Max Pinckers: Will They Sing Like Raindrops or Leave Me Thirsty
Lipowa 4 Kraków
22.04 - 12.06.2016
For his most recent work Will They Sing Like Raindrops or Leave Me Thirsty, Max Pinckers spent four months traveling in India with his partner Victoria Gonzalez-Figueras. There he attempted to document, capture, stage and bring to life various specific aspects of love and marriage.
Searching through newspapers and magazines, watching films and roaming through cities, he looked for subjects that suited his theme, such as couples on their honeymoon at the foot of the Himalayas, men on white horses, Victorias (carriages on which newlyweds strut around), photo studios where couples have their portraits taken, strange decors for marriage ceremonies, a stranded photograph of a married couple (which is offered to a river, lake or sea after their death), a set of discarded photos from a studio next to the Taj Mahal and many other things. He also made pictures of “lovebirds” (young lovers on the run from their disapproving families due to caste or religious differences) and the Love Commandos (an organization that helps young runaway couples).
We see beautiful images of people; some staged, some not. The shelter of the Love Commandos, for instance, which we recognize by the blue walled spaces: a confined space that is an ode to freedom. Often the beautifully lit photographs contain an extra, unneeded reflecting flash, as a footnote, a signature, but also as a spatial photographic intervention. Despite his thorough documentation (that largely exists out of photos, be they found or made by amateurs, such as in the series Lotus), Pinckers searches for images that are devoid of recognizable elements.
It is not the folklore that interests him, nor the differences between our cultures, but this universal search for the perfect image, for our understanding of beauty and kitsch, for our constricted forms of style, and for the emotions that all these images evoke nonetheless. Young couples that dream of a Bollywood elopement or a tradition that is degenerating into cookie-cutter romances… The way life and death disguise and reveal themselves in our relationship with images.
Pinckers states that he had heard of the Love Commandos and approached them to make a story. They are based in New Delhi and they are a small team of four men. They have one main headquarters, a website and a telephone hotline. They provide assistance to couples who are in love but cannot be together due to family opposition – mainly due to caste or religious issues. In India, most people still have arranged marriages, but young people do fall in love and run away to be together. The main function of the Love Commandos is to allow people to do this in safety and in accordance with the laws of India and to prevent honor killings happening to the young couples. So they take in young couples and provide protection, and sometimes send in people to rescue couples at risk. They have at least eight different shelters in New Delhi, amongst many more across the country. They also claim to have 50,000 volunteers, many of whom have been helped by the Love Commandos, who give advice and help to people in their area.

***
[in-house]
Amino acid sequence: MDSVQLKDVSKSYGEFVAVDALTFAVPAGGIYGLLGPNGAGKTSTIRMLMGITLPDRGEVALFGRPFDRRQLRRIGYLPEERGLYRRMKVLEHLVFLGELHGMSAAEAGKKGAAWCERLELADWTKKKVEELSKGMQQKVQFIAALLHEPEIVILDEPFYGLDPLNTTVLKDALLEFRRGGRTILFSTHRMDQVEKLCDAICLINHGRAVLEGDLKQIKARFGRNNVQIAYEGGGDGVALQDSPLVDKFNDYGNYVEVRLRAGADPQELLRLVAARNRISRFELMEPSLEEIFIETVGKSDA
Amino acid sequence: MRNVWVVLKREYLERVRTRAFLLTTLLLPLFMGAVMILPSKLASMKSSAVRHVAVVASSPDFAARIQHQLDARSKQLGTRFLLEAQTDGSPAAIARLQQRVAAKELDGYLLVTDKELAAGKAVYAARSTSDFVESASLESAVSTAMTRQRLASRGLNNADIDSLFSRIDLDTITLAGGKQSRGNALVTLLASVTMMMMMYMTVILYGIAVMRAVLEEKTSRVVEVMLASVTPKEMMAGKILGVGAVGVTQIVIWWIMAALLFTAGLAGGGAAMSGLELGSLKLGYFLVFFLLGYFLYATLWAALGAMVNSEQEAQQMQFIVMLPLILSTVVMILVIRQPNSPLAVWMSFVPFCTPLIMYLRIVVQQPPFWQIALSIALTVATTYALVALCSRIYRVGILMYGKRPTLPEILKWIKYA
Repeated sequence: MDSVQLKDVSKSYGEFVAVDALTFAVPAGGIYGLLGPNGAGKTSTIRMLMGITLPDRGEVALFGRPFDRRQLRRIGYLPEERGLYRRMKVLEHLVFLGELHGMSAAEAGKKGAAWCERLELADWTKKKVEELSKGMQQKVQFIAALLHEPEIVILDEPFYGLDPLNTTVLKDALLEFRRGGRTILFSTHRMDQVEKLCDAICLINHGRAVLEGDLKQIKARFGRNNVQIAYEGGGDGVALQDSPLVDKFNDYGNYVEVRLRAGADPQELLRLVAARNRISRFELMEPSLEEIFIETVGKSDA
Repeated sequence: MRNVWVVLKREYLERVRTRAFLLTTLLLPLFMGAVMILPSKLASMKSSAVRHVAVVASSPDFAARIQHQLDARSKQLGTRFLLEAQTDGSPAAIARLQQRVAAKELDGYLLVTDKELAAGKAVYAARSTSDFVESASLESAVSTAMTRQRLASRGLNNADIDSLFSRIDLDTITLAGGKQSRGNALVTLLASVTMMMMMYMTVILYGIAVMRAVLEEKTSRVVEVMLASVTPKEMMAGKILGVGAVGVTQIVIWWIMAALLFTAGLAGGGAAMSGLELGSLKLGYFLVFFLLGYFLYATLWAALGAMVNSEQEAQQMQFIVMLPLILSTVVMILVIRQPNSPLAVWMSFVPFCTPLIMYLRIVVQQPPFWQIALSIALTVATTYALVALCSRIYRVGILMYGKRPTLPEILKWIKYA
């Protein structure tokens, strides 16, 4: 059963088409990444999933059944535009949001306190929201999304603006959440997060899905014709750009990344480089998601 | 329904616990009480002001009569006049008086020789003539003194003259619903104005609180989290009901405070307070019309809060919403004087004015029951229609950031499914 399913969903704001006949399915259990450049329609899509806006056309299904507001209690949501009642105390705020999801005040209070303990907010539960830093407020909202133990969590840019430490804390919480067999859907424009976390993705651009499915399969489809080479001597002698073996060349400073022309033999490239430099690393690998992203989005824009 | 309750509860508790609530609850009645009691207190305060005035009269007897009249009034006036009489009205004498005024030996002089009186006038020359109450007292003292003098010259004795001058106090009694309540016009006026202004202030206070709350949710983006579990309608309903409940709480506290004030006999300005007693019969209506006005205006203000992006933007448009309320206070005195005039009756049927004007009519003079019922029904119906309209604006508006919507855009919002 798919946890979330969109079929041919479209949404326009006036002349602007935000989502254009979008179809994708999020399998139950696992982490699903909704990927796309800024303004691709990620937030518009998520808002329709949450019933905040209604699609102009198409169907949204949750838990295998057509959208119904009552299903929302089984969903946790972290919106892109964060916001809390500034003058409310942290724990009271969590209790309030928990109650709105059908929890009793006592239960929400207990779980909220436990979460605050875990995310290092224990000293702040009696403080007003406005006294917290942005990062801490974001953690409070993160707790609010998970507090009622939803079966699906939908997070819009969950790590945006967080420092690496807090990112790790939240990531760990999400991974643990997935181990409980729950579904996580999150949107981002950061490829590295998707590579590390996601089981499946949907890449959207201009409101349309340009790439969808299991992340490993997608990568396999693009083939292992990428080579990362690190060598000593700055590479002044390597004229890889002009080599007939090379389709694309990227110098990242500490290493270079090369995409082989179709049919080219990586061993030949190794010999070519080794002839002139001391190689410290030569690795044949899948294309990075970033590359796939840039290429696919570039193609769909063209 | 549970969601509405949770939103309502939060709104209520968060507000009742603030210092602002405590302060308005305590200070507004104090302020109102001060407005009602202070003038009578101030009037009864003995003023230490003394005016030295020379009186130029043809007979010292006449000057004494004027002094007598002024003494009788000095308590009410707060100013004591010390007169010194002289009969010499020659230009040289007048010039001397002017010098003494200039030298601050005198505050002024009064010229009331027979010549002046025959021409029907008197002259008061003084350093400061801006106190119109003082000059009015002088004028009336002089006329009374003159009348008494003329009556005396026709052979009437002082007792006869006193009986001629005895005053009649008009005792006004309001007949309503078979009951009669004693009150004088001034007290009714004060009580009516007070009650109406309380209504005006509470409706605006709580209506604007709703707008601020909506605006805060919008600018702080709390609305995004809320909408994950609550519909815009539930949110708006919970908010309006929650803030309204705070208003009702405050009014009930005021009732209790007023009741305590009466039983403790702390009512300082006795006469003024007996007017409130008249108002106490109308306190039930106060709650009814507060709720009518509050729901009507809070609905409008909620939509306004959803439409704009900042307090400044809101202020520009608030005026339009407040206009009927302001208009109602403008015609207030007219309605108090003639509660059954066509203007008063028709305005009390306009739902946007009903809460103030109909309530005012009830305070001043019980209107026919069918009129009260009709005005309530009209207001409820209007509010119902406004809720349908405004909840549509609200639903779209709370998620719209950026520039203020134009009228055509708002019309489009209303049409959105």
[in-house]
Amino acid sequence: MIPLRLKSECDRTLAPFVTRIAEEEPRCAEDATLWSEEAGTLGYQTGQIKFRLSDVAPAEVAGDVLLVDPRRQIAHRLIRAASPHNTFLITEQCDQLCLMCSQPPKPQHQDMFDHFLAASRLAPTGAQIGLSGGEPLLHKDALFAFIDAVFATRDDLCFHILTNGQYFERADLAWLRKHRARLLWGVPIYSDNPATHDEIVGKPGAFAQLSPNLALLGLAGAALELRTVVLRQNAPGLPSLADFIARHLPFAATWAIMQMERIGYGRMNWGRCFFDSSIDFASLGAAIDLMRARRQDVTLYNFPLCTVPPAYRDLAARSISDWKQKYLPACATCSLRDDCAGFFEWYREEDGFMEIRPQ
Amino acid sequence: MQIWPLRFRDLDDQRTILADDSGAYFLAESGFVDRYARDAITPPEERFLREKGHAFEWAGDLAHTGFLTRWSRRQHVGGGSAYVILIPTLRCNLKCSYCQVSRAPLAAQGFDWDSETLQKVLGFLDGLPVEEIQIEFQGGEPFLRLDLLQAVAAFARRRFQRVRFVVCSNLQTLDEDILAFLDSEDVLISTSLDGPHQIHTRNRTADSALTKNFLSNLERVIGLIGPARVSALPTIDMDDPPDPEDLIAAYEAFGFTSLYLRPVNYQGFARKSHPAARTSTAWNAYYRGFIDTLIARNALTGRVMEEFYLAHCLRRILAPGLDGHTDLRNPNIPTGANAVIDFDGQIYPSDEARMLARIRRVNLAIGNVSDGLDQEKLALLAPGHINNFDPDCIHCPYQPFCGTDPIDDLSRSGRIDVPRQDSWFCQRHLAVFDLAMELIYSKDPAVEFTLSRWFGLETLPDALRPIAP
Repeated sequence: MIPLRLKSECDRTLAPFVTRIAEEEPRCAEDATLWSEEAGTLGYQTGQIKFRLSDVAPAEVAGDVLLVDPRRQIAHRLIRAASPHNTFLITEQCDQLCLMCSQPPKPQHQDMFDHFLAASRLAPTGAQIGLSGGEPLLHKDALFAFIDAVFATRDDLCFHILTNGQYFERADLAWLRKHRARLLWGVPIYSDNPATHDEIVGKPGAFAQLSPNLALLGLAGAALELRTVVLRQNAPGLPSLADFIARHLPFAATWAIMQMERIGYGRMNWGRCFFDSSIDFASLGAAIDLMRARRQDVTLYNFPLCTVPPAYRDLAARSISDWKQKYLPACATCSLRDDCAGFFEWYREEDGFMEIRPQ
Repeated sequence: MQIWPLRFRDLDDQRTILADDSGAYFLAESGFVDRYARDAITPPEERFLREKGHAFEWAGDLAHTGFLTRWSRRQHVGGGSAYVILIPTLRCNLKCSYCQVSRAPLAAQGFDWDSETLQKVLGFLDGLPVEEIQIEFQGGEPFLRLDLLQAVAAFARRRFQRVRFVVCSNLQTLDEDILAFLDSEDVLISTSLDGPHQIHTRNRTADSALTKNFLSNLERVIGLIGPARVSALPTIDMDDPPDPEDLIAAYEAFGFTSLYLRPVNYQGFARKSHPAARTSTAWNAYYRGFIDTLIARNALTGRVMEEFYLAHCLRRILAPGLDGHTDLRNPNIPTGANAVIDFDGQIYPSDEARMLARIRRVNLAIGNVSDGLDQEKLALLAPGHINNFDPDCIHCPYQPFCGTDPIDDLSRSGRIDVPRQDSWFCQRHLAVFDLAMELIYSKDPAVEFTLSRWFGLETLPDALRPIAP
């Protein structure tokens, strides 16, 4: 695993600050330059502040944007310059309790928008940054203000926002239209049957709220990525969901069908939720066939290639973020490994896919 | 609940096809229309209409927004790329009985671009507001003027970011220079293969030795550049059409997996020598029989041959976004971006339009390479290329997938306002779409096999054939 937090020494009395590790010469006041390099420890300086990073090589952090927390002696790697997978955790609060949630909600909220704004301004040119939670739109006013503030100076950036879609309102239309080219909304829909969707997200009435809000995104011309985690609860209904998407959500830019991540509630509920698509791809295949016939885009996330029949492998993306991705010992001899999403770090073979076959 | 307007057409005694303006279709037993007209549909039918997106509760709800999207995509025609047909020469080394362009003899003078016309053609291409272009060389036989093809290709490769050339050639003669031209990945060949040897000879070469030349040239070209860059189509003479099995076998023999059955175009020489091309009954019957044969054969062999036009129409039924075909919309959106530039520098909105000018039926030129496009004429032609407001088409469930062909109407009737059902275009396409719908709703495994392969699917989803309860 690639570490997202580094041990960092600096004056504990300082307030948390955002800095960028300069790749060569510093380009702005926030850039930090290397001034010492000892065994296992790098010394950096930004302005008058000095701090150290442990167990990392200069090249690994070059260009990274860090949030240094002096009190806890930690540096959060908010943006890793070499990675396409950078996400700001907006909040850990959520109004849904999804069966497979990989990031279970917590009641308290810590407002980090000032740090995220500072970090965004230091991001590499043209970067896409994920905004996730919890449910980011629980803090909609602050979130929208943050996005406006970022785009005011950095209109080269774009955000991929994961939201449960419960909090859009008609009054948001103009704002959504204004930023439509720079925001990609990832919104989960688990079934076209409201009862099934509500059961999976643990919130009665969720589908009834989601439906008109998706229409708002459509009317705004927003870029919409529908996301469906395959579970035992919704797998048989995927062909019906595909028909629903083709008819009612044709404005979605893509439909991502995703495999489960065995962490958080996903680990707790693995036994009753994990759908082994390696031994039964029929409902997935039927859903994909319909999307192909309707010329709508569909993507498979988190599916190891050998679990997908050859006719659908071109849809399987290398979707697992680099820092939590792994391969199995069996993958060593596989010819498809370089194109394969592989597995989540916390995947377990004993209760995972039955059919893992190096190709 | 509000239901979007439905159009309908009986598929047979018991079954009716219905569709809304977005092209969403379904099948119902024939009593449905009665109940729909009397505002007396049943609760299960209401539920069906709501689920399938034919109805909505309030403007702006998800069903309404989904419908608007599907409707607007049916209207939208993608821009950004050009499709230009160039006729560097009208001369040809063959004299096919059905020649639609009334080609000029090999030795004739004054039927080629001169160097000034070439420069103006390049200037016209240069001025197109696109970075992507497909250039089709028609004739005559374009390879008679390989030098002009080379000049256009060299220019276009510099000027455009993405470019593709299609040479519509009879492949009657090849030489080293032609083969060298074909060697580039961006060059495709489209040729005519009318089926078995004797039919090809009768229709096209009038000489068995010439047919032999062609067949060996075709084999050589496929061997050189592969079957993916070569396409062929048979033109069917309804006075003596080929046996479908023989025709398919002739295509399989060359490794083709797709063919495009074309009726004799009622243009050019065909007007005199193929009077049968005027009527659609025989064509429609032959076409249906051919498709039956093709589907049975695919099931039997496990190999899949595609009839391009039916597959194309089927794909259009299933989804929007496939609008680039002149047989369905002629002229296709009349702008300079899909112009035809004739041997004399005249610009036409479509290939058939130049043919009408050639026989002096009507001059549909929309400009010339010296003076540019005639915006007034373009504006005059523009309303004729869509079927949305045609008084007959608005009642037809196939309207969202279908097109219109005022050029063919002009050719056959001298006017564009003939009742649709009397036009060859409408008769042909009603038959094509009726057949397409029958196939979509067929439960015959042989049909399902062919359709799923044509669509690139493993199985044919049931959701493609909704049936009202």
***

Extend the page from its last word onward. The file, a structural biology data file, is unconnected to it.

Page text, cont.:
The above text presents a slightly edited extract from the epilogue “Photographs as Poems” by Hans Theys as part of the photobook Will They Sing Like Raindrops or Leave Me Thirsty, self-published by Max Pinckers in 2014.
Will They Sing Like Raindrops or Leave Me Thirstywas commissioned by EUROPALIA INTERNATIONAL ARTS FESTIVAL 2013.
*Title is based on a lyric from a song featured within a Bollywood film.
Curator: Lars Willumeit
Max Pinckers (Belgium, 1988) grew up in Indonesia, India, Australia, and Singapore. He got acquainted with photography at the age of twelve. In 2006 he returned to his native country to study documentary photography at KASK (Ghent), where he is currently a doctoral researcher. In 2015 he became a nominee of Magnum Photos and founded the independent publishing house Lyre Press.Since 2011 he has realized several documentary photo series in countries such as Thailand, India, Japan, and Kenya. Every series is turned into a carefully laid-out book consisting of interwoven photographs, documents, and texts.
As he does not believe in the possibility of sheer objectivity or neutrality, Pinckers advocates a manifest subjective approach, which is made visible through his explicit use of theatrical lighting, stage directions, and/or extras. Extensive research and diligent technical preparation are combined with improvisation to obtain lively, unexpected, critical, simultaneously poetic and documentary images.
Museum of Contemporary Art in Krakow, Re Gallery
Opening: 21.04.2016, 6:00 p.m.
Exhibition open: 22.04–12.06.2016
Tue–Sun 11 a.m.–7 p.m.